November 23, 2006

For decades, dietitians, doctors and nutritionists have made the link between eating speed and weight. People who eat slower tend to eat less and weigh less. The slower you eat, the less food it takes to get you full. The commonly stated reason for this is that the feeling of satiety doesn't really come from your stomach. Like every other feeling you experience, it comes from your brain. It takes time for your body and your brain to complete the communication exchange that finally tells you to stop eating because you're full.

In the last couple of years, science has backed up this common knowledge with experiments that test eating time, amount eaten and the feeling of satiety. The results are consistent: Eating slower means eating less and still feeling "full." A study presented at the North American Association for the Study of Obesity in 2004 had 28 overweight subjects eat a meal at varied eating speeds, always eating as much as they wanted. In one meal, the subjects ate as quickly as they normally would; in another meal, for the first half of the meal they could only take a bit of food when they heard a beep, and for the rest of the meal they could take a bite whenever they wanted; and in the third meal, they had to match bites to beeps for the entire meal (the bites went on indefinitely, so they could still eat as much as they wanted). Invariably, the subjects ate less during the beep-mediated meals than in the free-form meal.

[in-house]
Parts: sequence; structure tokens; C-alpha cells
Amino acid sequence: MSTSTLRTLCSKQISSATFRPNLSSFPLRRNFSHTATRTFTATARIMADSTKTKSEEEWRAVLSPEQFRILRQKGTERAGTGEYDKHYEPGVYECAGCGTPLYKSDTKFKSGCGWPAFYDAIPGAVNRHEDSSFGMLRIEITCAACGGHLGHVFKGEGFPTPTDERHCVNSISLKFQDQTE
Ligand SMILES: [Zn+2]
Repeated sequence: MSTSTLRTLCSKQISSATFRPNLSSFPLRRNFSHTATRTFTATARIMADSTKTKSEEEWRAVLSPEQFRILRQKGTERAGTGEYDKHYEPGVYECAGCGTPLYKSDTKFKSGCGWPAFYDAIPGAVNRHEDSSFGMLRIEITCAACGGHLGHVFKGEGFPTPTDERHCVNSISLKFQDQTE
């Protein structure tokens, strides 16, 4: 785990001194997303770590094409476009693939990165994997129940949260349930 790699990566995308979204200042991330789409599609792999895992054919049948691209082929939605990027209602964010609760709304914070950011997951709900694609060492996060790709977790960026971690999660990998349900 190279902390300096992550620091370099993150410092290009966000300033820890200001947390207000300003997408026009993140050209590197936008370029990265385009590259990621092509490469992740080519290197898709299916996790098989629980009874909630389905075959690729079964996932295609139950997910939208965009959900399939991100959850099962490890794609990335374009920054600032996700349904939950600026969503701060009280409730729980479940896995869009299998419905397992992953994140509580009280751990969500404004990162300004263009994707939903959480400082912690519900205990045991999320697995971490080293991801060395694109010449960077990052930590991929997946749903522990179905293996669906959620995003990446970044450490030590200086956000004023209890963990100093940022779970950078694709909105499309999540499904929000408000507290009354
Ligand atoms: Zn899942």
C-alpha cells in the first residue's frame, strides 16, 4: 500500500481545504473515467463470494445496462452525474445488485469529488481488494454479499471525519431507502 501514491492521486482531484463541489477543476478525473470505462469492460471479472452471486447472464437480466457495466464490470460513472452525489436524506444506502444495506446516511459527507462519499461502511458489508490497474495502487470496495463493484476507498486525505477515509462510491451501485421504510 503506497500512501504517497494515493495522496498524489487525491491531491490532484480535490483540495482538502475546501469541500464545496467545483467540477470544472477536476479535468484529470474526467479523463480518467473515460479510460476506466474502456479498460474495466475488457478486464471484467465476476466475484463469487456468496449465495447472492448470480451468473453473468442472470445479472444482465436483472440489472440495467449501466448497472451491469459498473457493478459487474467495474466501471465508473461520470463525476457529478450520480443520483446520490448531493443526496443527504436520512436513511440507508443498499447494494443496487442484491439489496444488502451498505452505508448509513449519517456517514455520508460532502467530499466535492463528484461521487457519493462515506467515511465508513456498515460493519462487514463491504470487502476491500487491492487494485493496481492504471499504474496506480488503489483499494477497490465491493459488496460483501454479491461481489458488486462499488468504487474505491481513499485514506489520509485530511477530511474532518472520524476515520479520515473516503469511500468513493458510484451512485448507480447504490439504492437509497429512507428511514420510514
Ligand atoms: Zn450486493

A 2006 study achieved similar results. In this one, 30 women were given big plates of pasta for two different meals. In each meal, they could eat as much as they wanted, but in the first meal, they were told to eat quickly. In the second meal, they were told to eat slowly, chewing each bite of food about 20 times before swallowing. In the fast meal, the women ate an average of 646 calories in nine minutes before they were full. In the second meal, they ate about 579 calories in 29 minutes before they were full. And they reported that they still felt full an hour after the second meal, even though they'd eaten less than during the first meal.

So what's the scientific reasoning behind the results? It's the same as the common-knowledge reasoning. Essentially, people who eat very quickly are overshooting their actual point of satiety. Since the feeling "I am full" comes from the brain, not from the stomach, the amount of food in your stomach is not the only factor involved in the satiety process. It takes time for the body to tell the brain that it has had enough food; and only when the body has sent this signal to the brain can the brain activate the satiety response (which originates in the hypothalamus) that makes us stop eating. Some experts claim it can take up to 20 minutes for the body's signal to reach the brain. So in theory, someone who takes one bite a minute may only overshoot her fullness by 20 bites of food, while someone who takes five bites a minute eats 100 bites more than her body really wants before the satiety signal makes it to the brain.

Twenty minutes seems like a very long time for a signal to reach the brain; but as it turns out, the signal is coming from the intestines, not from the stomach. It takes time for the food we eat to move from the stomach to the intestines, which could explain why it takes so long for our fullness to register with the brain.

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Sources

  • "Eat Slow, Eat Less." LifeScript. Dec. 28, 2005. http://www.lifescript.com/channels/diet_fitness/diet_tips/eat_slow_eat_less.asp
  • Myers, RD and ML McCaleb. "Feeding: satiety signal from intestine triggers brain's noradrenergic mechanism." Science, Vol 209, Issue 4460, 1035-1037. http://www.sciencemag.org/cgi/content/abstract/209/4460/1035
  • "Science Confirms Diet Tactic: Eat Slow, Eat Less." LiveScience. Nov. 15, 2006. http://www.livescience.com/humanbiology/061115_eating_slow.html
  • Warner, Jennifer. "Eat Slow, Lose Weight?." WebMD. Nov. 17, 2004. http://onhealth.webmd.com/script/main/art.asp?articlekey=55876